Ask Mom If You Can Borrow Her Womb Sometime Because Mommy-Daughter Uterus Transplants Are Happening

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Science is forever taking us to new places. What with tiny artificial hearts and babies surviving without intestines, pioneering doctors are making it all happen one innovative thought at a time. But this just in for young ladies with womb troubles: perhaps you should start asking your mother if she is finished with hers.

Associated Press reports that two Swedish ladies are now carrying their mother’s uteri following the world’s first mother-daughter uterus transplants. Both ladies are in their 30s and were unable to have children due to specific health circumstances. One unnamed patient was not born with a uterus while the other lost her own to cervical cancer. The daughters began IVF treatments prior to the transplant and are hoping to conceive. And doctors aren’t willing to high-five themselves for these extraordinary advances until they do:

“We are not going to call it a complete success until this results in children,” said Michael Olausson, one of the Swedish surgeons told The Associated Press. “That’s the best proof.”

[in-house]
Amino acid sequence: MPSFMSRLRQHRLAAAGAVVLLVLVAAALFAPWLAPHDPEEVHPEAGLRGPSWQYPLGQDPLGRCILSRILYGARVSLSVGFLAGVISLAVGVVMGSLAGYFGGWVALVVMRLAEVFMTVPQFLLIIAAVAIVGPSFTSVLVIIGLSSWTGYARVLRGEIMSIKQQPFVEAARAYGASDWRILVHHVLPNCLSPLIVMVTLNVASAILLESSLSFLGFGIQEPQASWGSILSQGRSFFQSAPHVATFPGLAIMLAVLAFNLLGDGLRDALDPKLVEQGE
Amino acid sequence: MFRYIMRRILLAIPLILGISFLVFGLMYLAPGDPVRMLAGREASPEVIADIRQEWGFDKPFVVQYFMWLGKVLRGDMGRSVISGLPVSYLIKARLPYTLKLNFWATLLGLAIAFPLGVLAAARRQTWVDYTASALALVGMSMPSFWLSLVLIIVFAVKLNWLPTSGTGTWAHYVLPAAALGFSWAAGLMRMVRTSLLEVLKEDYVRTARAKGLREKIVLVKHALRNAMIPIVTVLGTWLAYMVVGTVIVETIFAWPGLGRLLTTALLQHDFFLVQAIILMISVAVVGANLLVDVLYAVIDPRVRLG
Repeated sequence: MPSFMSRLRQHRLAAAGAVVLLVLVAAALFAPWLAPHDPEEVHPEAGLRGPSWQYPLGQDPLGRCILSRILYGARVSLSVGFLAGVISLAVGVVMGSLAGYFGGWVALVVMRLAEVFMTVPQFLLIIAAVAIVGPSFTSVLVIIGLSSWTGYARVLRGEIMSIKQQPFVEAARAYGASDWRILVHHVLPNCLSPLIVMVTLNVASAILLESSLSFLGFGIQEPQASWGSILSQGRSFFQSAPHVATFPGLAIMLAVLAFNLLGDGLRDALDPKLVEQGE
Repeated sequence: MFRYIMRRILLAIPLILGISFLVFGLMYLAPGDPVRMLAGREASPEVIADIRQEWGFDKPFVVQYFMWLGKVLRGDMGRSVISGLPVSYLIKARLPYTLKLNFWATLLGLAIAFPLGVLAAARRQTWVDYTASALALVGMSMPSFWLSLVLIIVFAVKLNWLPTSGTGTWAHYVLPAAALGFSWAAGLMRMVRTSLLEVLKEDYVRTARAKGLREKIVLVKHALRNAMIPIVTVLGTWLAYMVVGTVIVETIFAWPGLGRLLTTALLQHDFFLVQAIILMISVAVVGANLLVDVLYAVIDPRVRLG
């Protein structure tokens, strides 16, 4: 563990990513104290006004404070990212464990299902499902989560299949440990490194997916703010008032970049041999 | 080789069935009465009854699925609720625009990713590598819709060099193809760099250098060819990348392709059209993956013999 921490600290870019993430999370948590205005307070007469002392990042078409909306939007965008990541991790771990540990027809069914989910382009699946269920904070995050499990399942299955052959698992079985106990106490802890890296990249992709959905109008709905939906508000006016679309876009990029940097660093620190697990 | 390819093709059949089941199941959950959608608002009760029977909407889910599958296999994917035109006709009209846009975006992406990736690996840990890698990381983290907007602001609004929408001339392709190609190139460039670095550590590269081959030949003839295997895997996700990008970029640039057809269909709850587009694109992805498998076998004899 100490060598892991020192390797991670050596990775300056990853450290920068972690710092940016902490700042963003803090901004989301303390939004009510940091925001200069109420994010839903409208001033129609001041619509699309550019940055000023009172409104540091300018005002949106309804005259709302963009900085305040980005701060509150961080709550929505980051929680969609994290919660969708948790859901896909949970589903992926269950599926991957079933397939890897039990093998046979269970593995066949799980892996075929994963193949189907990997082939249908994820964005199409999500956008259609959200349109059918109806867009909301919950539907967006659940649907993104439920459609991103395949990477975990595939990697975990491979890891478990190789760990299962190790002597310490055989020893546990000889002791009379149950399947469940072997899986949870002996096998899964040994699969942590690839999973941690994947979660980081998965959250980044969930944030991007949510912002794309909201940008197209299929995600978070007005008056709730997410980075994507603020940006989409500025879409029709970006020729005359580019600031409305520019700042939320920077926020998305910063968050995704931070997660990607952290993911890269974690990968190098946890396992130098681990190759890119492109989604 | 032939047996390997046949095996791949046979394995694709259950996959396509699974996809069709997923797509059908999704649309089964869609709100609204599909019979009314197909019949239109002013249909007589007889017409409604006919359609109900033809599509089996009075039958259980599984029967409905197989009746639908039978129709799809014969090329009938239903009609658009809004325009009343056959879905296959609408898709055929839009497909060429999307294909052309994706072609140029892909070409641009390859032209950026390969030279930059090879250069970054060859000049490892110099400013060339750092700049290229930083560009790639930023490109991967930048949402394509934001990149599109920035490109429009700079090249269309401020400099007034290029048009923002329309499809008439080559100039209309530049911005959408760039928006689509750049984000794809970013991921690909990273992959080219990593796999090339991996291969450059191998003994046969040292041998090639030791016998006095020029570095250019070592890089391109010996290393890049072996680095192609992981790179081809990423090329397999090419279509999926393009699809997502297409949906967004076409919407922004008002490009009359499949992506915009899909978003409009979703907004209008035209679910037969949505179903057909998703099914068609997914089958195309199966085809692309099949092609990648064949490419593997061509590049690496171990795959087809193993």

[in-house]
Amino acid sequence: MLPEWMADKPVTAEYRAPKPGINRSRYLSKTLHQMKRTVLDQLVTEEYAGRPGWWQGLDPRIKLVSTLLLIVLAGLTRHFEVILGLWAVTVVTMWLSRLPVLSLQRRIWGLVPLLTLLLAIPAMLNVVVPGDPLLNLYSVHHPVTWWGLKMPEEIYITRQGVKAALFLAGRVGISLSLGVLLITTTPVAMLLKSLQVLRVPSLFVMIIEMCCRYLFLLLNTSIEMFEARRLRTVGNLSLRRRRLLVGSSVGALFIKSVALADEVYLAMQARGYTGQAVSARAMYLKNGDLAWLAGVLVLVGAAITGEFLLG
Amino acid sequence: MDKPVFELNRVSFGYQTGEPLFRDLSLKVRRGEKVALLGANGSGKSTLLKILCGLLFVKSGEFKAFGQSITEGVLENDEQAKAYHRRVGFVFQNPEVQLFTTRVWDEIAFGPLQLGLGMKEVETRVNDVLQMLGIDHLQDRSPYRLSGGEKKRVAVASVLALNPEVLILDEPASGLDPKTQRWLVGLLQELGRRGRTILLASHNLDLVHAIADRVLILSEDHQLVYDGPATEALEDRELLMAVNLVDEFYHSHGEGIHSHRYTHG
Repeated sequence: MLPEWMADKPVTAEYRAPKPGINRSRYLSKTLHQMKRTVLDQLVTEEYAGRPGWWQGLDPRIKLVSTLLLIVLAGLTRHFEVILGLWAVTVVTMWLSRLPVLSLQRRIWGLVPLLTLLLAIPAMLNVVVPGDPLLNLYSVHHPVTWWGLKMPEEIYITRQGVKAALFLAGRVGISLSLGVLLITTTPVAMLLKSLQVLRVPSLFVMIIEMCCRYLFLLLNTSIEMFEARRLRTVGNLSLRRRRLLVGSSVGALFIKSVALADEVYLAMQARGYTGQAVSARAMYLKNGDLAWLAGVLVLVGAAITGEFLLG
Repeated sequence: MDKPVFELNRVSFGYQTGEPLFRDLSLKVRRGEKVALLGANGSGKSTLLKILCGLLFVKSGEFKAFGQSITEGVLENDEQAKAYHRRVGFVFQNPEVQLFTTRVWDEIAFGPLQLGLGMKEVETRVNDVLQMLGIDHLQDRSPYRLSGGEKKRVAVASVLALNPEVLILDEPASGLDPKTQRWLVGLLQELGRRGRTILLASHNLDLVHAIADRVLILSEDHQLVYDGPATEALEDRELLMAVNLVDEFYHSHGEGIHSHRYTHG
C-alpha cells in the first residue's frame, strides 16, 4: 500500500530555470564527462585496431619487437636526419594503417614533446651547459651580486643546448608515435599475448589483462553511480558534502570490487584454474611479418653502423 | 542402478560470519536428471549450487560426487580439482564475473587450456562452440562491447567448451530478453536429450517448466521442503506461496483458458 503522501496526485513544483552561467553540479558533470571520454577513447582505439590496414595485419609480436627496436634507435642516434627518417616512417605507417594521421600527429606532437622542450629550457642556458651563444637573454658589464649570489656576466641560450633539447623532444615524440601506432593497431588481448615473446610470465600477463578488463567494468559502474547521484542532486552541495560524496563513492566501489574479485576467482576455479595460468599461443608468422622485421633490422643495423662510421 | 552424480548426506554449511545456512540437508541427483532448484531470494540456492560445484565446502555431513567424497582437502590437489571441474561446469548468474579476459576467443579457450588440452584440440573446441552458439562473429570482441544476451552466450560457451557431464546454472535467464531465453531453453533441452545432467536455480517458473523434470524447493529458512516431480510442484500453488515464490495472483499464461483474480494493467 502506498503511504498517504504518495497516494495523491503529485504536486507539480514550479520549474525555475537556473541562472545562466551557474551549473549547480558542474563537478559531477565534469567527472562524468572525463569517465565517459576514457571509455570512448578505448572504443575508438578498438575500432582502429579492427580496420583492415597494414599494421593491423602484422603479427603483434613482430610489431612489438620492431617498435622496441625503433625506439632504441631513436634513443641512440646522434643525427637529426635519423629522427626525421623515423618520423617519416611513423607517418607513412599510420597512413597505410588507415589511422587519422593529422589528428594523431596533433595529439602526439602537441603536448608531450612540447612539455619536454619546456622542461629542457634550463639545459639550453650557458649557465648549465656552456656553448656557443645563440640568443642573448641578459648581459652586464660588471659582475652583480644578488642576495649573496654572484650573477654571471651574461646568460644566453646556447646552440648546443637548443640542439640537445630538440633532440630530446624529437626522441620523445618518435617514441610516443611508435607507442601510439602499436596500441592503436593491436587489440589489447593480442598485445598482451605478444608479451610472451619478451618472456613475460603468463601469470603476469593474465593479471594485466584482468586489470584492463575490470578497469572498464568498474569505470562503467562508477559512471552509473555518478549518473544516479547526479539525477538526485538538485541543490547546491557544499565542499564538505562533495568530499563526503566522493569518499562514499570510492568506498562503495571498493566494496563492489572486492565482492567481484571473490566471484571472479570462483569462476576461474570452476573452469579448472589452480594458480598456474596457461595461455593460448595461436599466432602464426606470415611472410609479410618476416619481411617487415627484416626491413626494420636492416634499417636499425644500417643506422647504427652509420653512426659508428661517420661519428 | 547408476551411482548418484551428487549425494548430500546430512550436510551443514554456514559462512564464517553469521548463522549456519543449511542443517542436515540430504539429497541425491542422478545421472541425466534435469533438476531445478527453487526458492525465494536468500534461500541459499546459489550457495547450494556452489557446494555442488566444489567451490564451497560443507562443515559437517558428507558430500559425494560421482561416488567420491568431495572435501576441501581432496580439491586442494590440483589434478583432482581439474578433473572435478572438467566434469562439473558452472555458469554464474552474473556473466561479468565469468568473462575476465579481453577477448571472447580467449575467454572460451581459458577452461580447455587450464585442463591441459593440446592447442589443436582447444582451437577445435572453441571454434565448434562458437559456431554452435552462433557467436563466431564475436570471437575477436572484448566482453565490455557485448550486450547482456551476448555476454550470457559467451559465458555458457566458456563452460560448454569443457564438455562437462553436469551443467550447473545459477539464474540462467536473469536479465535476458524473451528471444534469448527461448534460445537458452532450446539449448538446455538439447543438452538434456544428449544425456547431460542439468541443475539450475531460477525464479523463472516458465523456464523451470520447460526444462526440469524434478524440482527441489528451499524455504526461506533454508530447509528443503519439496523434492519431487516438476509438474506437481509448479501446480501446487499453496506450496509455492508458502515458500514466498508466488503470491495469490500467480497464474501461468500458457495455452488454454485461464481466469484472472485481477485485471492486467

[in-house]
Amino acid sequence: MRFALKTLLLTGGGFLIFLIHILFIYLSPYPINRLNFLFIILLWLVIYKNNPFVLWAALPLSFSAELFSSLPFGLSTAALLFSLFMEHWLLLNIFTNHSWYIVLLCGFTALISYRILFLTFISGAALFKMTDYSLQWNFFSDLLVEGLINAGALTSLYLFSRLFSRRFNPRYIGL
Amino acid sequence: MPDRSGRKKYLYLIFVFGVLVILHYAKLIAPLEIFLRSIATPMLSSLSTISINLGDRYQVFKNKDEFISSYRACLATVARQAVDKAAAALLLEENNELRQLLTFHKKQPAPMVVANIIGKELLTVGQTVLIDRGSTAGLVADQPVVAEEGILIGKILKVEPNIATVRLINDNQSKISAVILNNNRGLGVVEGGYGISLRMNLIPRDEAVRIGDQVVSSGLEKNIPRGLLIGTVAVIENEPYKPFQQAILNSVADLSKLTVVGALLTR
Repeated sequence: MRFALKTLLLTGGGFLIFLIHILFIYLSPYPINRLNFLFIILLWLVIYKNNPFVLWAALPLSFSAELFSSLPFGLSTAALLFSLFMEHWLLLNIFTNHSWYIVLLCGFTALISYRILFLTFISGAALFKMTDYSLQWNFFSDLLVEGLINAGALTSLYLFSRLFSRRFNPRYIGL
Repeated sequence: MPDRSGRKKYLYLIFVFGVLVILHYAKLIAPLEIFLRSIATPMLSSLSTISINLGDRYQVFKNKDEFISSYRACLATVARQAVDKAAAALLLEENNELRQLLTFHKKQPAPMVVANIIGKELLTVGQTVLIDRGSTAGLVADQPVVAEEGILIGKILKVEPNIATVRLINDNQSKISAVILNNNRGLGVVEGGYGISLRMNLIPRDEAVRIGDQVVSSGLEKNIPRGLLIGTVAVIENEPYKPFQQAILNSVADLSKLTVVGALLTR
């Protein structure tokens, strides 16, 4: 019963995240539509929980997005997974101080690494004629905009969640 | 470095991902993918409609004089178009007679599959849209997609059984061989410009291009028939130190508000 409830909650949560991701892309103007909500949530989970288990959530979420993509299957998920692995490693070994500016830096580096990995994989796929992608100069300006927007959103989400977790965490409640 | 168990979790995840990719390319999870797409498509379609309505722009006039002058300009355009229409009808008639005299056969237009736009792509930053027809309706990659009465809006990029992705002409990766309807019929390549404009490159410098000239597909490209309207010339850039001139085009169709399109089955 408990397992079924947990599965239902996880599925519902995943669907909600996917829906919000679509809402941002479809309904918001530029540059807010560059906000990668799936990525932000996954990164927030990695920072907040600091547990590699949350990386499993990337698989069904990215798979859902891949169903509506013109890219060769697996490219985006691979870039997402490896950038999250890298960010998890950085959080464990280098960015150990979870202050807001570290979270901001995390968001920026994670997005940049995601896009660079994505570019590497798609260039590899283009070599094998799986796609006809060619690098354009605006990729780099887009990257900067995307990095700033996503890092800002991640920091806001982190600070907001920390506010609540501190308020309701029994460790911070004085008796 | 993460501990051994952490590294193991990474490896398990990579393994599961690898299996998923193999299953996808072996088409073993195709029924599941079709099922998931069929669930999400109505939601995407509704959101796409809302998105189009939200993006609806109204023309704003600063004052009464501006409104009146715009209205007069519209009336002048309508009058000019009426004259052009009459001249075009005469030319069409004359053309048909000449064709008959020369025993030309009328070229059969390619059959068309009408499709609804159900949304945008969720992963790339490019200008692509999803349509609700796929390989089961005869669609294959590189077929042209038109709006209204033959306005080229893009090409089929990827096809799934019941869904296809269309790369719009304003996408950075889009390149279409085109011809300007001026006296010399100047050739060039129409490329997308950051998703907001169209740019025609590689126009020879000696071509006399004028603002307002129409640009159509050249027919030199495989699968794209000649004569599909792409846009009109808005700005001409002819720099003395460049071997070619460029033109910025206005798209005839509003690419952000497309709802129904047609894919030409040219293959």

Currently, the ladies are reportedly under a one-year observation period. Following that time marker, doctors will start implanting the frozen embryos. However, the daughters will only have these uteruses for two pregnancies max. Following the second baby, they’ll be removed.

Paramount concerns remain with the potential babies conceived with these second-hand uteruses:

“In terms of the risk to the pregnancy, the greatest concerns are the placenta not developing normally, the baby not growing properly and being born prematurely,” said [Scott Nelson, chair of obstetrics and gynecology at the University of Glasgow], who was not involved with the transplants. “Pre-term birth is a major risk, i.e. a small baby being born, that’s what you’d mainly be worried about.”

Meanwhile, the two women are now carrying around the uteruses that housed them as budding embryos, which will hopefully in turn nurture future embryos. Cycle of life redux.

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(photo: Alex Luengo/ Shutterstock)